18 February

On 18 February, Gardaí in Passage West arrested a man found to be attempting to burn sterling banknotes.[15] Two men in Dublin were released from questioning, as was the Sinn Féin member in Cork.[13][16]

A top Irish businessman and associate of the Taoiseach, Phil Flynn, stepped down from a number of positions pending the outcome of a Gardaí investigation into Chesterton Finance, of which he is a non-executive director. He stepped down as chairman of a government body overseeing decentralisation, as well as giving up a position on the board of VHI and as chairman of the Bank of Scotland (Ireland).[17]

The PSNI recovered £50,000 in unused Northern banknotes at Newforge Country Club, a sports and social club in Belfast for off-duty and retired police officers, owned by the PSNI's Athletic Association. The PSNI stated it was a diversion, but it is being investigated.[18]

19 February

Police confirm the money found at the Newforge Country Club was part of the £26 million from the bank robbery.[19]

October 2005

On 12 October, Garda Commissioner Noel Conroy told a law enforcement conference in Dublin that he was satisfied that the money recovered in Cork in February came from the Northern Bank robbery.[20]

November 2005

On 2 November the PSNI arrested two men in Kilcoo, County Down, as part of a pre-planned operation in connection with the robbery. Sinn Féin's Willie Clarke says that the two arrested are not members of his party.[21]

On 3 November three more people were arrested in Belfast, Dungannon and Coalisland, bringing the total number of people arrested during the operation to five. All five were questioned in the PSNI's Serious Crime Suite in Antrim police station. It was reported that in the early hours of the morning, crowds blocked the road between Castlewellan and Newry near Kilcoo with burnt-out vehicles.[21]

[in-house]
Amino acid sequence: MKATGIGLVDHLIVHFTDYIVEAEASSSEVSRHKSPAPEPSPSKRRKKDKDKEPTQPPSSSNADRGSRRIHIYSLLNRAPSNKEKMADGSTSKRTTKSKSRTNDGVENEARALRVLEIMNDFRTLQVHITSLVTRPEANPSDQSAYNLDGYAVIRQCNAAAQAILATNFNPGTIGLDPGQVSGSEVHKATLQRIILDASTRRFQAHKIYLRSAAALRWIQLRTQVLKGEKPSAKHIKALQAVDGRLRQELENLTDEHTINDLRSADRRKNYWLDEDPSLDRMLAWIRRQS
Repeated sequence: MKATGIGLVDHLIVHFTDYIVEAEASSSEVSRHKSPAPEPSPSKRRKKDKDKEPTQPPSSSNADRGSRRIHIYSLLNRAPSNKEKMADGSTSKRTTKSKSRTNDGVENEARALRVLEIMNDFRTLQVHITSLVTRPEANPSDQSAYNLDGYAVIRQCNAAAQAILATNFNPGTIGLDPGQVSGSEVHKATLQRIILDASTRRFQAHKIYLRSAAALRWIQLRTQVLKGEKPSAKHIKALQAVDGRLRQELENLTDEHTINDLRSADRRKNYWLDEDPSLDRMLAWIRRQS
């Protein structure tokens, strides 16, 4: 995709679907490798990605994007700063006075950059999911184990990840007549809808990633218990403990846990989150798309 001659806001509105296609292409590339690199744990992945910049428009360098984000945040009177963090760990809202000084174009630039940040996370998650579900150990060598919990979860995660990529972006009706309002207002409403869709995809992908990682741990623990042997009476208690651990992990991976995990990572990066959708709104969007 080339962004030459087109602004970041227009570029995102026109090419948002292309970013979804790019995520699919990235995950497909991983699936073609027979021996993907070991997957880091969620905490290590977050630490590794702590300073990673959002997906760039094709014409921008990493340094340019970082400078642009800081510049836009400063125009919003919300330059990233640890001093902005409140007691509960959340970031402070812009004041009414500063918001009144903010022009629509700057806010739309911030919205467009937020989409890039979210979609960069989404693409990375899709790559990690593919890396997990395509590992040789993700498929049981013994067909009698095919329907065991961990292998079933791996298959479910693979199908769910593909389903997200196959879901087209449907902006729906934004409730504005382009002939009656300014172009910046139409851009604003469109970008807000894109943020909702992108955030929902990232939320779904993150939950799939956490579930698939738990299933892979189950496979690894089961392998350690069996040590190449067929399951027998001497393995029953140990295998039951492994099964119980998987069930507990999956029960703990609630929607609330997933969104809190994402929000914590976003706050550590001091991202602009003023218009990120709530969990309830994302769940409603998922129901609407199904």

Hugh Orde has defended the police action as "proportionate" and has given his full backing to the detectives handling the operation. Sinn Féin MP Michelle Gildernew condemned the raids as a "political stunt".[21]

One of the five arrested during Tuesday and Wednesday has been released. The individual arrested in Dungannon was named as Brian Arthurs, a member of Sinn Féin and brother of Declan Arthurs, an IRA member killed at Loughgall in 1987.[22]

On 7 November, Martin McAliskey, a 42-year-old Coalisland man, was charged with making false statements to police in relation to a white Ford Transit van allegedly used in the robbery.[23]

On 29 November police investigating the raid arrested Chris Ward and searched his home. They also confirmed that another bank employee, an unnamed 23 year old woman, was also arrested on the same day.[24]

December 2005

On 2 December PSNI raided Casement Park, the Gaelic Athletic Association stadium in Belfast, and the related Social Club. The outraged GAA reported the matter to the Irish government.[25]

On 7 December, Chris Ward, one of the Northern Bank employees whose family was held hostage, was charged with the robbery. Belfast Magistrates' Court was told that the prosecution case was based on Ward's actions in the days preceding and during the raid, and a suspicious work rota, as well as discrepancies in Ward's original statements to police. Ward denied the charge and said that police had harassed him and his family in an attempt to frame him. He also complained that he had been held in police custody for an unprecedented eight days under the Criminal Justice Act before being charged.[26]